Stimulating and very interesting.
With four-fifths of global fisheries now fully stretched, Delhaize Group supermarkets in the US are setting out to ensure the sustainability of all their seafood products.
When the Delhaize Group supermarkets in the US – including Hannaford, Food Lion, Sweetbay, Bottom Dollar Food, Harvey’s and Reids – set out to track all their seafood products back to source, they really did not know what they were taking on.
But three years later they can say that all 2,500 seafood items, be they fresh, frozen or canned, in their stores are sustainable.
This policy puts them ahead of any other major chain. It ensures that all the fisheries supplying them meet management standards developed in collaboration with the independent Gulf of Maine Research Institute (GMRI) in Portland, Maine. Farm-raised seafood is certified and reviewed to ensure that production does not harm communities, workers, the environment or human health.
Deciding on the goal was easy, according to George Parmenter, Sustainability Manager at Hannaford. In a world where demand is rising while the UN estimates that four fifths of global fisheries are already either overfished or at full stretch, they did not want to be “the retailer that sells the last fish”.
Achieving blanket coverage was harder. “Just asking the question, ‘What products do we sell containing fish as the primary ingredient?’ was a much more complicated business than we appreciated”, says Parmenter. There are fish products sitting on the canned goods shelves and among the frozen foods, but some only show up when you review the list of ingredients. On the other hand, keyword searches highlight items which turn out not to contain any fish. In a country where market-leading seafood products are branded as “Chicken of the Sea”, you have to look, once, twice, maybe three times to find all the fish.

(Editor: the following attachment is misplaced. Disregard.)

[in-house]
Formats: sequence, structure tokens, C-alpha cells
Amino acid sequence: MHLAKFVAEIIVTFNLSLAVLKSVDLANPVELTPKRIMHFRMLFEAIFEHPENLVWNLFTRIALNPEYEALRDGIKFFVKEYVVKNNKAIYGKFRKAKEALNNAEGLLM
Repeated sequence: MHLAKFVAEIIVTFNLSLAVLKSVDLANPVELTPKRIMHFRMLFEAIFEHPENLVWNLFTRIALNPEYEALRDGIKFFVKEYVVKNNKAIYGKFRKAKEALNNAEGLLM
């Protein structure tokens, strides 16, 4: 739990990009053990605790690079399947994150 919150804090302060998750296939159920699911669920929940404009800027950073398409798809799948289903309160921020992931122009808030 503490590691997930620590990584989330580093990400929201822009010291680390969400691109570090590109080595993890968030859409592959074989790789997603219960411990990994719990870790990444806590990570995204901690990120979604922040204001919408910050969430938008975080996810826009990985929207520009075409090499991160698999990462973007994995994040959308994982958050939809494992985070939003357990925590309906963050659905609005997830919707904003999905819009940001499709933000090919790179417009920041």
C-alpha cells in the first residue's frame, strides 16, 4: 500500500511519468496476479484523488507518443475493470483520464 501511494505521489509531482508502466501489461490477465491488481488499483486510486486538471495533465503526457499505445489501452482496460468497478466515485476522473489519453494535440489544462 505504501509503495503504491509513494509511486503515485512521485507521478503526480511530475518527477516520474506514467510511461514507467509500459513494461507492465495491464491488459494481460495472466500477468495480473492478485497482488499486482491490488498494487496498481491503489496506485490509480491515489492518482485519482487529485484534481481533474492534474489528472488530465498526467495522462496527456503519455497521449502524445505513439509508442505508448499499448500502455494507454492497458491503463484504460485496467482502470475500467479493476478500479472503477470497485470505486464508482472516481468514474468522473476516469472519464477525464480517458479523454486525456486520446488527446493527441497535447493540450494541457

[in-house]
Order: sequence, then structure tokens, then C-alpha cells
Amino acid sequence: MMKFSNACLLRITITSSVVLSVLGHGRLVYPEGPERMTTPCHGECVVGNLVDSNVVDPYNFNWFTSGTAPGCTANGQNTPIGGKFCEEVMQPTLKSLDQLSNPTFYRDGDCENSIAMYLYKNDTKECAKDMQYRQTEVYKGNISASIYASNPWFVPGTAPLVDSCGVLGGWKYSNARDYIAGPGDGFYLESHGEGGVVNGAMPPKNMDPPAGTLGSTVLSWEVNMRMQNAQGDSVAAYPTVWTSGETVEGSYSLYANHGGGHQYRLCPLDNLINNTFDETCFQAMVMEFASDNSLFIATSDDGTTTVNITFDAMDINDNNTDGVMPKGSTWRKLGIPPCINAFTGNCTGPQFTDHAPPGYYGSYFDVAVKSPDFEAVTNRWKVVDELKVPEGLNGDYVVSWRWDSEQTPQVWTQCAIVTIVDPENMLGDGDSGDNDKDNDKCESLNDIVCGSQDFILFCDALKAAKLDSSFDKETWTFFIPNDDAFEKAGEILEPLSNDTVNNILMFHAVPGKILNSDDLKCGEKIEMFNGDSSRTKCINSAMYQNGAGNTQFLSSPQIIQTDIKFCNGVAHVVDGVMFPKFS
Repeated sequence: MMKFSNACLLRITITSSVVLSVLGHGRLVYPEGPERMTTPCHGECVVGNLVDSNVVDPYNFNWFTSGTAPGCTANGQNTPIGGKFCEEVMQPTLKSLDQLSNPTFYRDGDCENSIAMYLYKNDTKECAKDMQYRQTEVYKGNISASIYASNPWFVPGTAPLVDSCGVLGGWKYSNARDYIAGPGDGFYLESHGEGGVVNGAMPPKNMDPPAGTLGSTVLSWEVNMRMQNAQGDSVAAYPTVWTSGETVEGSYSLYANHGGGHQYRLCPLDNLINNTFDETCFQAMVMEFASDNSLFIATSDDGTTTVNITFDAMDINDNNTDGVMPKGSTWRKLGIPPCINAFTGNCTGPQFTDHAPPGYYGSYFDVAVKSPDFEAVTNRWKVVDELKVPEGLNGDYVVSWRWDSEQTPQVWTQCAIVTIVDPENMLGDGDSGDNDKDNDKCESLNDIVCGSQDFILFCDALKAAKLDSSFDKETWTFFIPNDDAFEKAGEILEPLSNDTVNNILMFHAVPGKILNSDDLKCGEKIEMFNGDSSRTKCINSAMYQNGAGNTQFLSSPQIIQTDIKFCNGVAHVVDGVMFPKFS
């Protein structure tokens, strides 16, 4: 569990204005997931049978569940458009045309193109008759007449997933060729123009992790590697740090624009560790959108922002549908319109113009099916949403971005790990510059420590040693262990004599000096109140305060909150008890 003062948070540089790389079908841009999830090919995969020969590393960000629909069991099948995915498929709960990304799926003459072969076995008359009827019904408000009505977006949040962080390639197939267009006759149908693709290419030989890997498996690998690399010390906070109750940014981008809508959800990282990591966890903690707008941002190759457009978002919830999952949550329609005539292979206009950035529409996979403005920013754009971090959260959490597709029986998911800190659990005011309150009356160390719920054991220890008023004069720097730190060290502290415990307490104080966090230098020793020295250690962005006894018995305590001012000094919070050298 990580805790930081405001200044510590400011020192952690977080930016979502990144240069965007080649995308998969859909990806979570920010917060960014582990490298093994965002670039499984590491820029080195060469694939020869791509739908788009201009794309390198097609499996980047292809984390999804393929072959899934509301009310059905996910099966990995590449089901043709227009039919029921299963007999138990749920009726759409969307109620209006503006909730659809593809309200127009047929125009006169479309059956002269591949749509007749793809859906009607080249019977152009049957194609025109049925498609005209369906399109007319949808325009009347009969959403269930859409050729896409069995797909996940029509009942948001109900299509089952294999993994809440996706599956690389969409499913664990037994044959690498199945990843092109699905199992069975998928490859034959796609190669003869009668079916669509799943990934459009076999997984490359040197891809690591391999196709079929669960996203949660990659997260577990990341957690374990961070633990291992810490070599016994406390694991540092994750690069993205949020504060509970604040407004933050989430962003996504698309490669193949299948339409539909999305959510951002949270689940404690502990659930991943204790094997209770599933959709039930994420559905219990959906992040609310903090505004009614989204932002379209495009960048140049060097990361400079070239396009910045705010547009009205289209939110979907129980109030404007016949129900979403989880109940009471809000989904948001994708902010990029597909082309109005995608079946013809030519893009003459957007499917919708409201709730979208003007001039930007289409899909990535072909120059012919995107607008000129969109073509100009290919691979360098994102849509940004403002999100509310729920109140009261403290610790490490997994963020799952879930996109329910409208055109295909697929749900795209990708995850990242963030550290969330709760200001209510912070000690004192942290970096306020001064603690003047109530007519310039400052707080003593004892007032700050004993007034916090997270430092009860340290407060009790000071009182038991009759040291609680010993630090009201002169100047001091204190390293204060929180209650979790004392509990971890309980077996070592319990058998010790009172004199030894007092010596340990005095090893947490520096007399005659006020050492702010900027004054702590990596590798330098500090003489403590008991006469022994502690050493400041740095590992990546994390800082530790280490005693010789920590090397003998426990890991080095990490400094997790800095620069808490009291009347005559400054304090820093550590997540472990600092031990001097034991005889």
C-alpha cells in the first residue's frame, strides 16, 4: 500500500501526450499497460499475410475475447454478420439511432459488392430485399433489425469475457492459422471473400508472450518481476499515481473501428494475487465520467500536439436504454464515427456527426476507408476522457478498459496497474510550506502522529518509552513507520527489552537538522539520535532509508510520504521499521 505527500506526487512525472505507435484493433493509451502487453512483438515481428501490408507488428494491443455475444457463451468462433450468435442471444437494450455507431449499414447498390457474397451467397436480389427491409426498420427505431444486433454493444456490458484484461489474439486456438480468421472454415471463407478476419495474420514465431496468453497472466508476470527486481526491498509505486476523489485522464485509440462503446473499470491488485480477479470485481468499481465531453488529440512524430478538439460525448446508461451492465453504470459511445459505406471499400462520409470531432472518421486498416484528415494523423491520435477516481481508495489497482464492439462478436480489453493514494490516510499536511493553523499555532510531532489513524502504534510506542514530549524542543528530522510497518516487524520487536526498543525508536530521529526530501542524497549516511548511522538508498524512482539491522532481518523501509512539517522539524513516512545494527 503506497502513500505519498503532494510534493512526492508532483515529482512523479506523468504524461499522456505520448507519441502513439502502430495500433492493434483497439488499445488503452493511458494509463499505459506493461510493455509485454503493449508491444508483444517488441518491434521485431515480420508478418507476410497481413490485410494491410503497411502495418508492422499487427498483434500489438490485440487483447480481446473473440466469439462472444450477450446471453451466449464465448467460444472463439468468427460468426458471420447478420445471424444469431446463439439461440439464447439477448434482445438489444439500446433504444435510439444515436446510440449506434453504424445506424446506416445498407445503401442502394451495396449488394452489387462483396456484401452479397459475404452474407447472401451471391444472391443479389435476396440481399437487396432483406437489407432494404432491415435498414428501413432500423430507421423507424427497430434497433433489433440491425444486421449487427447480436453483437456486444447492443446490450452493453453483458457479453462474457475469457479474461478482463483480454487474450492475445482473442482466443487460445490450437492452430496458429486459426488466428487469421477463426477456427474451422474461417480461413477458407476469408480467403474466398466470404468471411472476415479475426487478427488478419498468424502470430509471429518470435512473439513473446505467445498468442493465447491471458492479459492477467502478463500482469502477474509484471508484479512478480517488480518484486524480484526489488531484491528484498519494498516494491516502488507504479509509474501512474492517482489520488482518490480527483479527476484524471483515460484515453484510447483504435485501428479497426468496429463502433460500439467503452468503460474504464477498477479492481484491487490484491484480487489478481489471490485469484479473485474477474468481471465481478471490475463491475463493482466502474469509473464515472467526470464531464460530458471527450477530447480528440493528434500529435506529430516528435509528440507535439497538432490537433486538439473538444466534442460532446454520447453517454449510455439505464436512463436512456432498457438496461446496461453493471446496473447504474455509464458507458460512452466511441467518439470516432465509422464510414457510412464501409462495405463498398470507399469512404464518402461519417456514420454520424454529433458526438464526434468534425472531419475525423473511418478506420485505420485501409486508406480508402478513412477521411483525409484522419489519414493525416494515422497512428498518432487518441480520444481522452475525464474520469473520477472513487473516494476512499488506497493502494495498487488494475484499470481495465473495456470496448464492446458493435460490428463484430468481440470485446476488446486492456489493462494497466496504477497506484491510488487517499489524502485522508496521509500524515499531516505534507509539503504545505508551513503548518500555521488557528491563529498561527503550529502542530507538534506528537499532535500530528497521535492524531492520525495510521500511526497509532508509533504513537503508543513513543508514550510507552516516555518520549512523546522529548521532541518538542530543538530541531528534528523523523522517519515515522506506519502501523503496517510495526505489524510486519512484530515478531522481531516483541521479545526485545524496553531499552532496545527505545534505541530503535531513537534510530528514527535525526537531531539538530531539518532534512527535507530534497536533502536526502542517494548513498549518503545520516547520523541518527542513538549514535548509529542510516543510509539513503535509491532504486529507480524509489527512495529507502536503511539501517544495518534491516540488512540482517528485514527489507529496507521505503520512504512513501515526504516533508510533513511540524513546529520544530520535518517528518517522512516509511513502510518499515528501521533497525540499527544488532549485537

Then came the lengthy business of tracing origins and talking to suppliers. Encouragingly, Jennifer Levin, Sustainable Seafood Program Manager at GMRI, finds that “companies are really investing in traceability technologies” – whether paper or electronics-based.
Tuna, for instance, may now carry information on the vessel which hauled them out as they pass through many hands from boat to cannery, most often in the form of a barcode which is transferred to each new container. In the US, the vessel of origin is even likely to be certified nowadays by an official onboard observer.
For Parmenter, getting the right assurances about fisheries’ policy involved a big effort educating suppliers. “We had a lot of difficulty explaining ourselves. They tended to say, ‘Tell me what I can sell you!’ They wanted a list of banned species.”
That would do little to drive change, though. Instead, the US-based Delhaize Group supermarkets put the onus on the supplier to document fishery management. They were required to measure biomass levels in the fishery, document the action to be taken if they fall to a danger point, and say how it is enforced. “Then you have a well-managed fishery”, says Parmenter.
Resistance to this standard means tough decisions. “Removing products from the shelves, that’s a difficult decision to make if you are in the business of selling things”, he acknowledges. Still, around fifty lines have disappeared from the stores, including some brands of canned shrimp and most octopus. Some suppliers of fresh fish such as red snapper have also had to find other customers.
The better alternative is for the fishery to develop a new plan. For Levin, “the most exciting parts of the work were the fishery improvement projects prompted by this customer’s requirements”. Parmenter cites improvements in management of crab and tuna fisheries as notable examples.
Hannaford is now using in-store information and the web to educate its customers about the benefits of the new policy, which it announced in May, and the other supermarkets will follow. The initial response suggests they are more interested in where their fish comes from than in sustainability, but it’s early days.
The policy will soon be extended to other US supermarkets owned by Belgian parent company, Delhaize Group – 1,548 in all. The Group’s supermarkets in Belgium and Greece are also moving to 100% sustainable seafood.
Elsewhere, supermarkets are making headway with sustainable fish and seafood by working with independent certifiers. In the UK, for example, Sainsbury’s select fish certified by the Marine Stewardship Council whenever possible, and has declared the aim to source all stock sustainably by 2020.
Jon Turney is a science writer and author of ‘The Rough Guide to the Future’.
Delhaize Group is a Forum for the Future partner.
Photo: Stockbyte/ Thinkstock